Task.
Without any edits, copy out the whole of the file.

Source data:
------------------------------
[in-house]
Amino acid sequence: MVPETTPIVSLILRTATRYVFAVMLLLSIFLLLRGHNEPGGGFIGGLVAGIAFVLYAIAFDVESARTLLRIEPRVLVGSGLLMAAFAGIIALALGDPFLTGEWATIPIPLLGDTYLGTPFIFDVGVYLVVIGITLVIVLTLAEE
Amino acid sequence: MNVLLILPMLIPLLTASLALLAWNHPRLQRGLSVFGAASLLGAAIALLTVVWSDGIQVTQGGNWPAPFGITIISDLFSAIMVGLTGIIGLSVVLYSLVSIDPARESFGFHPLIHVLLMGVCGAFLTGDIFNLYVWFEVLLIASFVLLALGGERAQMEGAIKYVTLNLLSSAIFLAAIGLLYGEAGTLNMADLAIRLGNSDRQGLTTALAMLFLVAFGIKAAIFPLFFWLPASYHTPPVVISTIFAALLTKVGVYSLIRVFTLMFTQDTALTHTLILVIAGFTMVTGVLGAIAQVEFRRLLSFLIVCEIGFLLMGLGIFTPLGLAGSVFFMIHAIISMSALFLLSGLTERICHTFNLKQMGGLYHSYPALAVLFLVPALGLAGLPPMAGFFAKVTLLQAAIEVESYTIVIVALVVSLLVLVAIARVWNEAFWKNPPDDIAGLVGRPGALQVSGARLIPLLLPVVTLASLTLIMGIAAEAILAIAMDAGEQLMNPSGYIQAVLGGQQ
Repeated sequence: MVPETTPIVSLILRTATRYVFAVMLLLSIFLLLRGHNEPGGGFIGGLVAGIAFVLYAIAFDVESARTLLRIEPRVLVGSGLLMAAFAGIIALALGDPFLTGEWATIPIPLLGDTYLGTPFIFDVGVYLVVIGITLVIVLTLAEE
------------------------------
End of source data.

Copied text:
[in-house]
Amino acid sequence: MVPETTPIVSLILRTATRYVFAVMLLLSIFLLLRGHNEPGGGFIGGLVAGIAFVLYAIAFDVESARTLLRIEPRVLVGSGLLMAAFAGIIALALGDPFLTGEWATIPIPLLGDTYLGTPFIFDVGVYLVVIGITLVIVLTLAEE
Amino acid sequence: MNVLLILPMLIPLLTASLALLAWNHPRLQRGLSVFGAASLLGAAIALLTVVWSDGIQVTQGGNWPAPFGITIISDLFSAIMVGLTGIIGLSVVLYSLVSIDPARESFGFHPLIHVLLMGVCGAFLTGDIFNLYVWFEVLLIASFVLLALGGERAQMEGAIKYVTLNLLSSAIFLAAIGLLYGEAGTLNMADLAIRLGNSDRQGLTTALAMLFLVAFGIKAAIFPLFFWLPASYHTPPVVISTIFAALLTKVGVYSLIRVFTLMFTQDTALTHTLILVIAGFTMVTGVLGAIAQVEFRRLLSFLIVCEIGFLLMGLGIFTPLGLAGSVFFMIHAIISMSALFLLSGLTERICHTFNLKQMGGLYHSYPALAVLFLVPALGLAGLPPMAGFFAKVTLLQAAIEVESYTIVIVALVVSLLVLVAIARVWNEAFWKNPPDDIAGLVGRPGALQVSGARLIPLLLPVVTLASLTLIMGIAAEAILAIAMDAGEQLMNPSGYIQAVLGGQQ
Repeated sequence: MVPETTPIVSLILRTATRYVFAVMLLLSIFLLLRGHNEPGGGFIGGLVAGIAFVLYAIAFDVESARTLLRIEPRVLVGSGLLMAAFAGIIALALGDPFLTGEWATIPIPLLGDTYLGTPFIFDVGVYLVVIGITLVIVLTLAEE